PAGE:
Only on the final day did political issues take center stage. The impetus was a rousing keynote by Lawrence Lessig, a professor at Stanford Law School, who generated more energy by far than anything to date. Lessig immediately showed his deep caring for, and knowledge of, the various disciplines relevant to the social meaning of new technologies. He expertly wove computing history, the technological dilemmas confounding current policy, and, of course, the laws of intellectual property into an exhortation that, "The public should be aware of the extraordinary system of control that is being rammed down our throats in the name of the Constitution."

What we're losing is the public domain, the right to build on the work of others and the subtle mesh of rights that copyright law calls "fair use." These include educational uses, citation for the purposes of commentary or criticism, and (in technology) the ability to investigate a vendor's product in order to hook into it or compete with it.

Many conferences feature people standing in tight clumps arguing about the best strategy for integrating RMI and COM or some such narrow topic... we also got questions like, "What could people accomplish if they could share all the resources on a million computers?

I've noted that people do care about policy and demonstrate a desire to influence the political sphere, but rarely do they know how to harness and carry through that desire. Lessig provided that focus on the last day of the conference, and this sensitivity to policy issues cycled on throughout the day.

A Wrap-up and a Look Forward

Overall, the great thing about the P2P conference was that it gave us all a chance to re-examine our fundamental premises and purpose. Many conferences feature people standing in tight clumps arguing about the best strategy for integrating RMI and COM or some such narrow topic. While we got plenty of that at the P2P conference, we also got questions like: "What can allow people to make the best use of the Internet?" or "What could people accomplish if they could share all the resources on a million computers?" Not in a fluffy or superficial way, but a serious exploration of a serious technical question teaming with social implications.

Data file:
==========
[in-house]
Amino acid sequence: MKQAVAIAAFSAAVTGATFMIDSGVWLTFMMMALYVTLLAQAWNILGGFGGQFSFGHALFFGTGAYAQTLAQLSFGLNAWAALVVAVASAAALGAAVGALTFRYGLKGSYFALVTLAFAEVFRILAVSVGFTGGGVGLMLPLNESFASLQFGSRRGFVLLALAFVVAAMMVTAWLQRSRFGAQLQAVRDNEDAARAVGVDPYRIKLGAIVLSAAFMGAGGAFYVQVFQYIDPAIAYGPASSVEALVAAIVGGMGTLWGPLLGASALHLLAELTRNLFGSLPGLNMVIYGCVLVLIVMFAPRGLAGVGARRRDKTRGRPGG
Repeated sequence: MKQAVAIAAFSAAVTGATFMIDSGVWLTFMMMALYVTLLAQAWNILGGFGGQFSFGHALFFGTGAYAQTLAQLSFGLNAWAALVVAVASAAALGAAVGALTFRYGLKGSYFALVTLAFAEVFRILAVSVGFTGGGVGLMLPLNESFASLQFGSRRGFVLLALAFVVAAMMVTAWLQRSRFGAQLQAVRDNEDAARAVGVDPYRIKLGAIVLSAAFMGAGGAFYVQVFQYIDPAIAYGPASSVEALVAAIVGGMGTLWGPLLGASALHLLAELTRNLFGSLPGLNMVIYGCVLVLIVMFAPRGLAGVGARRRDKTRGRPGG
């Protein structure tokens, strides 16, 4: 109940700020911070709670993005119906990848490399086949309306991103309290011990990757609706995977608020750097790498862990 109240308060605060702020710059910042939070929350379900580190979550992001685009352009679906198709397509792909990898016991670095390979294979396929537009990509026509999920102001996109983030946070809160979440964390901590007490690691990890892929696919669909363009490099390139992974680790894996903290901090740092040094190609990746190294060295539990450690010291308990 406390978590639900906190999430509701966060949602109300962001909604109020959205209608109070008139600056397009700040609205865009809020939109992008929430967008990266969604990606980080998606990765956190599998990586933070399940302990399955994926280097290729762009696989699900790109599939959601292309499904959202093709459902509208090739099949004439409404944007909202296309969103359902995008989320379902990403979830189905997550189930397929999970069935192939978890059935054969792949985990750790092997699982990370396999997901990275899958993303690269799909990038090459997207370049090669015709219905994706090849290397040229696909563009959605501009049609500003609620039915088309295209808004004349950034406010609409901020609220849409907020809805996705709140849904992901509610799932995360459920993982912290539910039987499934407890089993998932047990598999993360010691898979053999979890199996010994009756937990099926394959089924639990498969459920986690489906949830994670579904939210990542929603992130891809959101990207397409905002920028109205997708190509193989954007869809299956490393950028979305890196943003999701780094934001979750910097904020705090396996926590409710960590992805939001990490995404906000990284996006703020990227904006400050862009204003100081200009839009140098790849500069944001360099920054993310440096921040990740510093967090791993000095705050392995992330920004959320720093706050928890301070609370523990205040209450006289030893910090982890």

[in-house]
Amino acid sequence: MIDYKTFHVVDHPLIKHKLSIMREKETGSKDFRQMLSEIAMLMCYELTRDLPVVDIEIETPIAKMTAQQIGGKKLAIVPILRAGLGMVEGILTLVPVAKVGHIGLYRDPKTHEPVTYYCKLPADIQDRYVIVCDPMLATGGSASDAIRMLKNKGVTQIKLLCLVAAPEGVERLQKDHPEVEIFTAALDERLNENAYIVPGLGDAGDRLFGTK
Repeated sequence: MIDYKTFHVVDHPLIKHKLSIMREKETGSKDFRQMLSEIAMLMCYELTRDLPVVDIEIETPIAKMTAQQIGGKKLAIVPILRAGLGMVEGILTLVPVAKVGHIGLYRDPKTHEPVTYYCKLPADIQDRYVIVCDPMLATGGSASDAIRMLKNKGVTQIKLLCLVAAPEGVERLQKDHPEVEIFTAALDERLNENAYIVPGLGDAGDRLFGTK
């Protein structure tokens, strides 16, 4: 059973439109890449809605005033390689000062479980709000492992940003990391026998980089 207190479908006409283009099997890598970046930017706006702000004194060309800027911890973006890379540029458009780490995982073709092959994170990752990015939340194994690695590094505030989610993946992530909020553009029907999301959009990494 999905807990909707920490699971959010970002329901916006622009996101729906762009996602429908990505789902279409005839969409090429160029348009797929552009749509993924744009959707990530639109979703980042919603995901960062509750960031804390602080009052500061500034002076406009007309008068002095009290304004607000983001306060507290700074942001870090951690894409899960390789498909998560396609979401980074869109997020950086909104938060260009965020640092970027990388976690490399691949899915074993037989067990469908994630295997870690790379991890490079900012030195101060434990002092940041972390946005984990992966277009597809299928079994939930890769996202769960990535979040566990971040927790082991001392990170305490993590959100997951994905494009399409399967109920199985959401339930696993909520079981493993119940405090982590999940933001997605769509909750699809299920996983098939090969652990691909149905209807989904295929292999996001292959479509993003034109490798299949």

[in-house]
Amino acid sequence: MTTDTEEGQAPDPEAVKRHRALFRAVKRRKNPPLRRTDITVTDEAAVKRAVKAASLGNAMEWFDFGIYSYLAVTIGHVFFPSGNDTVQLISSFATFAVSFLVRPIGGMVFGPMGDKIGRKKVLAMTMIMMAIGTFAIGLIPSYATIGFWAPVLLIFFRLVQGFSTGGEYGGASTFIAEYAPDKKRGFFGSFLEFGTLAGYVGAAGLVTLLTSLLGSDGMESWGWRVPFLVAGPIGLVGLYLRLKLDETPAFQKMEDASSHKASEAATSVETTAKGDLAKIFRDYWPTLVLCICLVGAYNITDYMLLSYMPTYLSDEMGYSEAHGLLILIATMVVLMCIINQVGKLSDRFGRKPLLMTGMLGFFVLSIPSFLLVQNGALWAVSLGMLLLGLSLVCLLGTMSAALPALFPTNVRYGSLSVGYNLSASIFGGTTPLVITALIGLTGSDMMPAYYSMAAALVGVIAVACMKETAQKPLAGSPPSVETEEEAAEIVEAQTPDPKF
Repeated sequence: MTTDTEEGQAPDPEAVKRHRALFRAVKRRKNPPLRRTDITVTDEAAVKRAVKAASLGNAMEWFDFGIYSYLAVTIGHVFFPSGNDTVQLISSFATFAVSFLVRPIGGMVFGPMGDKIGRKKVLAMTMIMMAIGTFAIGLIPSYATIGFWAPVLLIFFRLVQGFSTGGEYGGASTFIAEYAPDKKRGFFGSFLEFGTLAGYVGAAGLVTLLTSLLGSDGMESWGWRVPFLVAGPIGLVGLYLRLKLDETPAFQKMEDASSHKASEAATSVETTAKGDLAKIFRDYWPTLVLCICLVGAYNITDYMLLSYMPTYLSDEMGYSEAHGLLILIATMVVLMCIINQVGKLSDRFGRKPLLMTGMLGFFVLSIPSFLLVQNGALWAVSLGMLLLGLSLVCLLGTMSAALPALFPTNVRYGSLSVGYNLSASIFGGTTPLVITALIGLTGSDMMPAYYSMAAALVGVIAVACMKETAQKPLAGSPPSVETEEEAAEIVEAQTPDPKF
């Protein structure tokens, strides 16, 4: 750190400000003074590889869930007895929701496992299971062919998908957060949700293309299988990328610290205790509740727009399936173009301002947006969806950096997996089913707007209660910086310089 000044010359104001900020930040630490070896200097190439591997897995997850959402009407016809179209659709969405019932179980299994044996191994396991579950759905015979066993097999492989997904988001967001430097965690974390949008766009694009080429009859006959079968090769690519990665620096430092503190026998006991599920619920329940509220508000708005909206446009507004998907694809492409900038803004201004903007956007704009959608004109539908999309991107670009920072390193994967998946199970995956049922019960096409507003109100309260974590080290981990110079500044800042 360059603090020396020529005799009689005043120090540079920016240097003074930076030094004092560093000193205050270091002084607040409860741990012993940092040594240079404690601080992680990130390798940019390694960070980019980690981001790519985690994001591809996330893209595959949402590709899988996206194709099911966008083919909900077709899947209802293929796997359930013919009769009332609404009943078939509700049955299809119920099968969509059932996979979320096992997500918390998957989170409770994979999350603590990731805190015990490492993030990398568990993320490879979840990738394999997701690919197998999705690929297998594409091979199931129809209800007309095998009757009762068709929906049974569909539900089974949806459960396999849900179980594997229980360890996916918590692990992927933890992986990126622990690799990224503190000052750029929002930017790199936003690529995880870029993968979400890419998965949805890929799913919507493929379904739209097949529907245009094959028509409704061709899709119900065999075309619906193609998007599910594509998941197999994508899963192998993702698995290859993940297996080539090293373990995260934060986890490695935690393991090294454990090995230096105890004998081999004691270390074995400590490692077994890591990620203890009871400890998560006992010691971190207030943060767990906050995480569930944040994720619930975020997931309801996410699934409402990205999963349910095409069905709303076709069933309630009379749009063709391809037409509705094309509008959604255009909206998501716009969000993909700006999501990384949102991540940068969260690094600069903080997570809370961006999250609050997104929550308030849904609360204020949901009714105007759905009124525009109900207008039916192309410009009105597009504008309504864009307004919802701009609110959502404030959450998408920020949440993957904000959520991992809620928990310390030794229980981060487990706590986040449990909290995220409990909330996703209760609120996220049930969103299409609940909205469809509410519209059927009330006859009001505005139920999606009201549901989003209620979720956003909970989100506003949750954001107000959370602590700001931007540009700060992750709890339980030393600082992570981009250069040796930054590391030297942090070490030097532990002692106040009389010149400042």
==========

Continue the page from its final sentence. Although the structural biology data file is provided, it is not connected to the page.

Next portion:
In a session about successors to Web crawlers, Cory Doctorow of OpenCola, Inc. pointed out that artificial intelligence projects use machine intelligence to aggregate human intelligence. For instance, Deep Blue applied machine intelligence to processing huge archives of chess end-games played by grandmasters. Peer-to-peer is a powerful new model for combining the machine intelligence (programmed by innumerable programmers) with human intelligence across the world.

There will never be another peer-to-peer conference like this, the first. But there will be another O'Reilly peer-to-peer conference Sept. 17-20, 2001 in Washington, D.C. The second conference will be totally different from this one, I'm sure, because the field will be different. What both will turn out to be like remains unknown until people turn up there.


Andy Oram is an editor for O'Reilly Media, specializing in Linux and free software books, and a member of Computer Professionals for Social Responsibility. His web site is www.praxagora.com/andyo.